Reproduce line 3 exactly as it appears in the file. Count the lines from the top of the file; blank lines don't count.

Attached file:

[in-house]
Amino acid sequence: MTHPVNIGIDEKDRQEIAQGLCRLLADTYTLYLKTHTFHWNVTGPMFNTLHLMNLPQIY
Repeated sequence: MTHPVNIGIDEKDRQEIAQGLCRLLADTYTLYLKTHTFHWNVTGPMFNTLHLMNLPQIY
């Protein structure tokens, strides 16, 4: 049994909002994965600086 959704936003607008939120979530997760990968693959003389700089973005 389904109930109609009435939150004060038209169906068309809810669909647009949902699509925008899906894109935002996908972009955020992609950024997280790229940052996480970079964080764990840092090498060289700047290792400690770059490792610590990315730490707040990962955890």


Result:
Repeated sequence: MTHPVNIGIDEKDRQEIAQGLCRLLADTYTLYLKTHTFHWNVTGPMFNTLHLMNLPQIY